Figure 2Controlling water within pipelines presents some difficult challenges for the industrial process, water and utilities industries. Standard butterfly valves are often used in such applications, but the damaging potential of cavitation and water hammer means they are not always the preferred product. Here, René van der Gaag, product manager for special service valves, Tyco Flow Control, discusses how Tyco Valves & Controls’ latest control valve offers a solution that can meet the challenges

Standard butterfly valves are present throughout the water and industrial process industries due to cost, weight saving and ease of maintenance. Features of such valves include high flow capacity, short face to face dimensions and large rangeability. These valves are generally suited to ANSI class pressure ranges from 150 to 300 and a temperature range of -30°F to 150°F.

Figure 1However, it is also accepted that conventional butterfly valves are not the preferred product when it comes to pressure control due to limited differential pressure. As a general rule, once pressure on the valve disc exceeds 30% of the inlet pressure, then a standard butterfly valve may start to cavitate. Cavitation causes wear, damage and noise increase. Wearing away of valve components can lead to not only destruction of the valve itself but could require shutdown of the equipment whilst damaged components are replaced if the problem is not addressed.

So if there is a risk of cavitation, why are butterfly valves considered for use instead of more conventional pressure control products? One reason is the short face to face dimensions of butterfly valves are useful for plant operators looking to use space more efficiently and include more equipment within the same footprint. However, pressure control limitations of butterfly valves, in combination with the damaging potential of cavitation and water hammer, have required plant operators to make a compromise. However, there is now a solution which blends the benefits of standard butterfly valves with a new approach to controlling pressure and flow within water pipeline applications.

Figure 3In order to overcome the issues of space restriction and cavitation and address the water industry’s requirements, Tyco Valves & Controls has developed a unidirectional control valve featuring a multi-jet design. Providing accurate flow and pressure control, whilst minimising noise and cavitation, Monovar is a low pressure recovery valve which is able to operate at a higher differential pressure than typical butterfly valve products.

Monovar uses a sliding plate design which involves one moving plate upstream, one fixed plate downstream and approximately 56 tapered control ports. This results in a more effective and efficient operation in comparison to butterfly valves. The Monovar valve operates at a differential pressure which is 80% of the inlet value, with a pressure range of 50 bar, or 725 psi, and a temperature range from -60°F to 390°F.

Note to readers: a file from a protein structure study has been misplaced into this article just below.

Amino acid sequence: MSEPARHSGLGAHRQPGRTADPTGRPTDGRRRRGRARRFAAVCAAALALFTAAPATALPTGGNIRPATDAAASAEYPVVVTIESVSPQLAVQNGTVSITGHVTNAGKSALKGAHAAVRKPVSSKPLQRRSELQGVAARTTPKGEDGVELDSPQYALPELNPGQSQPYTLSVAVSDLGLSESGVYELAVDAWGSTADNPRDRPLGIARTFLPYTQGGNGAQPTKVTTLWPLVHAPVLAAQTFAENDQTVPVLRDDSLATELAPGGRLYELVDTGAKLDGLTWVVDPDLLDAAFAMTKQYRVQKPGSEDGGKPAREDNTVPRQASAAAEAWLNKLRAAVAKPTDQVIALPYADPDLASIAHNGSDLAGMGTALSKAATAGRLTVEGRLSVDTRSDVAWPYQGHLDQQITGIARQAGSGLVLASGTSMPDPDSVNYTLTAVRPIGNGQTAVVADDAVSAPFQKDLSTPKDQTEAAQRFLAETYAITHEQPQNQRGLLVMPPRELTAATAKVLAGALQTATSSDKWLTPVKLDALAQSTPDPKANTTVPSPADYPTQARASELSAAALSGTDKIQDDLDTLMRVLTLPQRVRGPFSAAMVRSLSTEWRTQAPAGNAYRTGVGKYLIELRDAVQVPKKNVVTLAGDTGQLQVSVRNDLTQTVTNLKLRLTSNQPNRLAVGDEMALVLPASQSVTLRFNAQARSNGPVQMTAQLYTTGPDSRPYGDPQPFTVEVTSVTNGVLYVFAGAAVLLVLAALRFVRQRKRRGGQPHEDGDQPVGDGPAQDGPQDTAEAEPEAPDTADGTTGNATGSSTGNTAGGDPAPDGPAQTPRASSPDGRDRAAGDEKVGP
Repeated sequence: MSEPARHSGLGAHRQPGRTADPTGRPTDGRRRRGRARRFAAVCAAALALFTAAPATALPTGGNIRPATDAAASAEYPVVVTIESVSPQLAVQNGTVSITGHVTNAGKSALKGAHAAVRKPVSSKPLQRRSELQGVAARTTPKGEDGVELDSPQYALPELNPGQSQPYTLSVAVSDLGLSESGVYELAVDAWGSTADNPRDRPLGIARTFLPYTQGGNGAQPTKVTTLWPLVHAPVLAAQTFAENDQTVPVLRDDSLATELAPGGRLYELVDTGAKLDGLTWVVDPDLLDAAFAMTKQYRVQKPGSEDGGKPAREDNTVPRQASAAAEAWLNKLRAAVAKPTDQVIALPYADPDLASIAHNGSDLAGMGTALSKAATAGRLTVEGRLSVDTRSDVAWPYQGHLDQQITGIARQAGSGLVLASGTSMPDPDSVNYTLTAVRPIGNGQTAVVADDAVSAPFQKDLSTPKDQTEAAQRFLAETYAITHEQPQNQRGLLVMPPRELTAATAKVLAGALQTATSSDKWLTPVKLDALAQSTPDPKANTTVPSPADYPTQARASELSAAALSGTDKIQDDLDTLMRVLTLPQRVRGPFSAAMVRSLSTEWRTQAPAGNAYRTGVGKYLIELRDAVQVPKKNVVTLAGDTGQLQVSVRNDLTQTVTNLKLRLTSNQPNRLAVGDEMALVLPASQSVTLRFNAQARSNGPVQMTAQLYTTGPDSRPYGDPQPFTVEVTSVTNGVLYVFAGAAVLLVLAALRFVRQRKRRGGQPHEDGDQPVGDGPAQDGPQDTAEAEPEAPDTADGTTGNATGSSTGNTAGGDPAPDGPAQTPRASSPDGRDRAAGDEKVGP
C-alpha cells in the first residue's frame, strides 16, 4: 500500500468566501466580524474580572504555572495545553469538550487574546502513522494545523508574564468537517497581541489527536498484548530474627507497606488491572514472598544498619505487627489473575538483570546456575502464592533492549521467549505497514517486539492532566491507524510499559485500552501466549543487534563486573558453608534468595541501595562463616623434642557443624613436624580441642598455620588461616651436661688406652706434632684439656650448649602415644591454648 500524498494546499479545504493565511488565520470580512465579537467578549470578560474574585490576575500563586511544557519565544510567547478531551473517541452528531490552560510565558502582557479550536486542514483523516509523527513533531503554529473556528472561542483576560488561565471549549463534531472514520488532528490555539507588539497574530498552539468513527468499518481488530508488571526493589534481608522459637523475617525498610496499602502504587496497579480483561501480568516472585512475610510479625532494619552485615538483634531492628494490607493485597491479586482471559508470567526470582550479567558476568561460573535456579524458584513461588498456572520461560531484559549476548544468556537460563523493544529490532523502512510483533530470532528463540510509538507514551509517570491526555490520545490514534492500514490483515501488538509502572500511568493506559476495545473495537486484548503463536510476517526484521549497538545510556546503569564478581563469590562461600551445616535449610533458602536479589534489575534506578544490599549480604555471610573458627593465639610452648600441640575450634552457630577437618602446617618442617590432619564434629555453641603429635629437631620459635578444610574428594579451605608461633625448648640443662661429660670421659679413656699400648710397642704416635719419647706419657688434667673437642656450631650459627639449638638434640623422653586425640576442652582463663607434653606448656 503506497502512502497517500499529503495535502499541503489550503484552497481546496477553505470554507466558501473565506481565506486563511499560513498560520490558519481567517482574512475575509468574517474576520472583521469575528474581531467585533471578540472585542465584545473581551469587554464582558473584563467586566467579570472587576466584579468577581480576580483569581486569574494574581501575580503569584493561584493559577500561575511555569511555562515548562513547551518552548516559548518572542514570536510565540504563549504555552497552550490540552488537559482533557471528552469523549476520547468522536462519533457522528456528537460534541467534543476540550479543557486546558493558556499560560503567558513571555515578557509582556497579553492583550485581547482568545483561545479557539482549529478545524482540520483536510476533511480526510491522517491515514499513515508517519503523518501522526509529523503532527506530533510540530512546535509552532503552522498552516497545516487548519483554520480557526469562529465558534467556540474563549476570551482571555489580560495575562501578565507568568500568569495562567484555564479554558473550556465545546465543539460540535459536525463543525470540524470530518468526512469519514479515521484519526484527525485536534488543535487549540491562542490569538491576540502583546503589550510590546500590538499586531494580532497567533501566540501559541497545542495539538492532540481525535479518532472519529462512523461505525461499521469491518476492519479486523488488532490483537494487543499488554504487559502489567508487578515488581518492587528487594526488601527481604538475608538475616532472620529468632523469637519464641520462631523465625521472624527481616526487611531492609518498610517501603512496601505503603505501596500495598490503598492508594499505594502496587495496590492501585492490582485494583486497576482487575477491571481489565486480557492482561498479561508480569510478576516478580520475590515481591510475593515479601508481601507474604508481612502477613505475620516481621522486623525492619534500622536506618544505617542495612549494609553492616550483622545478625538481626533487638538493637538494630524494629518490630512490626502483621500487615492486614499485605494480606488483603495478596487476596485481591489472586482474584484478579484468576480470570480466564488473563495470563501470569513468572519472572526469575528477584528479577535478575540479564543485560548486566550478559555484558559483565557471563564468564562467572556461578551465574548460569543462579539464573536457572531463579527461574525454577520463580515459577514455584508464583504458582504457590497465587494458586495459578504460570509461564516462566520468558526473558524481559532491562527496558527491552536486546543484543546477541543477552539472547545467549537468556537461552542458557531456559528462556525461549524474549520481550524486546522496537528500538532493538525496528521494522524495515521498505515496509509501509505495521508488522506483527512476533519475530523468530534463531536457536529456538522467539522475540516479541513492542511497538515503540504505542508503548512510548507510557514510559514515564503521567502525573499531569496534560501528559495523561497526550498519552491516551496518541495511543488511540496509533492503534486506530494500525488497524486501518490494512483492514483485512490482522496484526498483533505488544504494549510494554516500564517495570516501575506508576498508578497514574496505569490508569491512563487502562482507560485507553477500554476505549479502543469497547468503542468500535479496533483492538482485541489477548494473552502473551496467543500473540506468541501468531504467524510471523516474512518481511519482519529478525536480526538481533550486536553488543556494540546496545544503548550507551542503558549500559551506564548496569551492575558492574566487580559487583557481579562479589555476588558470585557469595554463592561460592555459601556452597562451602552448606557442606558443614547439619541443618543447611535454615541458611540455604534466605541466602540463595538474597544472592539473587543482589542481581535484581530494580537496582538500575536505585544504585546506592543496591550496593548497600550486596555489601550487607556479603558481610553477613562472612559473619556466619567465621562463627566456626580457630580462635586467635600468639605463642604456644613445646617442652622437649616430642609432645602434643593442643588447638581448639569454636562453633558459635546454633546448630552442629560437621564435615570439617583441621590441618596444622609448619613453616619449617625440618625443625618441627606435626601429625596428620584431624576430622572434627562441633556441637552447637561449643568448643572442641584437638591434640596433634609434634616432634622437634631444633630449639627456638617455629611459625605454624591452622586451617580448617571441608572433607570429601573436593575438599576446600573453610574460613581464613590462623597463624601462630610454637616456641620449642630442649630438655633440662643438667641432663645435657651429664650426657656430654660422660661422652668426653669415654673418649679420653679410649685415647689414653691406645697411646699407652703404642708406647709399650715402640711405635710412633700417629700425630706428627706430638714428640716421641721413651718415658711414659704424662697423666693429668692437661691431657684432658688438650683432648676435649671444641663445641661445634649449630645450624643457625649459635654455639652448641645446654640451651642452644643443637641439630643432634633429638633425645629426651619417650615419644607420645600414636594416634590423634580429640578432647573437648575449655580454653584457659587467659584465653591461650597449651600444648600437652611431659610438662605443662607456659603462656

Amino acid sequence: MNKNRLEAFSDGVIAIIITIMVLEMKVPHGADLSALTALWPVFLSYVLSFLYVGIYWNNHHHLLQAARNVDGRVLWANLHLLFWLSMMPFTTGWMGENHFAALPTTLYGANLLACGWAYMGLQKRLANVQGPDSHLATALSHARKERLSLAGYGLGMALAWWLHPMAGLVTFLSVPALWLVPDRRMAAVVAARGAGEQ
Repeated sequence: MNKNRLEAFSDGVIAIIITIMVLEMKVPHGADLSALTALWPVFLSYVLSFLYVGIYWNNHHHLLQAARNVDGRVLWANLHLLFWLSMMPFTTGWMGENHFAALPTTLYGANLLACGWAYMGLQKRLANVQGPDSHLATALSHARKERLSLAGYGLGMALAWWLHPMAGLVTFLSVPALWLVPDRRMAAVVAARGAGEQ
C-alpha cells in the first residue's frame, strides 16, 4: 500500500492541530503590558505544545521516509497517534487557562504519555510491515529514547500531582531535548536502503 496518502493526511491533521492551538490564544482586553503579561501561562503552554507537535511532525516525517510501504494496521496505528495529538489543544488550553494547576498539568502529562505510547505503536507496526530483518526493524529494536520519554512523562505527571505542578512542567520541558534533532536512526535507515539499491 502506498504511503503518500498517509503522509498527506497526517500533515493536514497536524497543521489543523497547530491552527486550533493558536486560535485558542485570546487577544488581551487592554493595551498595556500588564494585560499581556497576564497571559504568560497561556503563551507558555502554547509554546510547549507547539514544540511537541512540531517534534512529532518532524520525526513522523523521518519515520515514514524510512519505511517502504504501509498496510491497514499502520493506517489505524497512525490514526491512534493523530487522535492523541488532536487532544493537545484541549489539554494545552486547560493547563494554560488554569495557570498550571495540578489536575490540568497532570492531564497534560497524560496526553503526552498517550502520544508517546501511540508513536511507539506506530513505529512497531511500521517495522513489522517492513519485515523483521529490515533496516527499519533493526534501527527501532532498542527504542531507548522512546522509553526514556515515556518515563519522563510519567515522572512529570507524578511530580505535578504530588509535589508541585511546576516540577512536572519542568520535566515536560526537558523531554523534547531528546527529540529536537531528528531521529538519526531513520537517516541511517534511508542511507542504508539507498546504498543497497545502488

The multi-jet design of the Monovar control valve helps to reduce the destructive effects caused when a valve starts to cavitate. The multiple distributed jets divide the flow, thus controlling energy dissipation to ensure accurate and stable performance. In the case that cavitation does occur, the implosion of gas bubbles will now be located in the jet stream at the pipe centre due to the design of the valve. Therefore the shockwaves caused by the implosions cannot reach the solid pipe wall, so although noise levels will increase, equipment is protected from damage caused by pipeline turbulence. This makes the Monovar valve suitable for high pressure drop applications. High quality alloys and coatings maximise the product’s lifecycle.

Figure 4Short face to face dimensions compared with other high dissipating valves, in addition to quick flow recovery, allow the end user to install other components close to the valve. These two features allow efficient installation, freedom in piping design and compact housing. As the obstruction is perpendicular to the flow stream and there is a high number of small port diameters, flow turbulence is limited. Flow can therefore be stabilised within two times the pipe diameter instead of the five times typically required for a butterfly valve.

Monovar valves are already being used in the water industry – 17 control valves have been specified and installed on a new municipal water project in North America. The DN 2100 valves are a key component for accurate flow and pressure control within the ultraviolet disinfection facility, with approximately nine billion litres of water passing through the valves per day.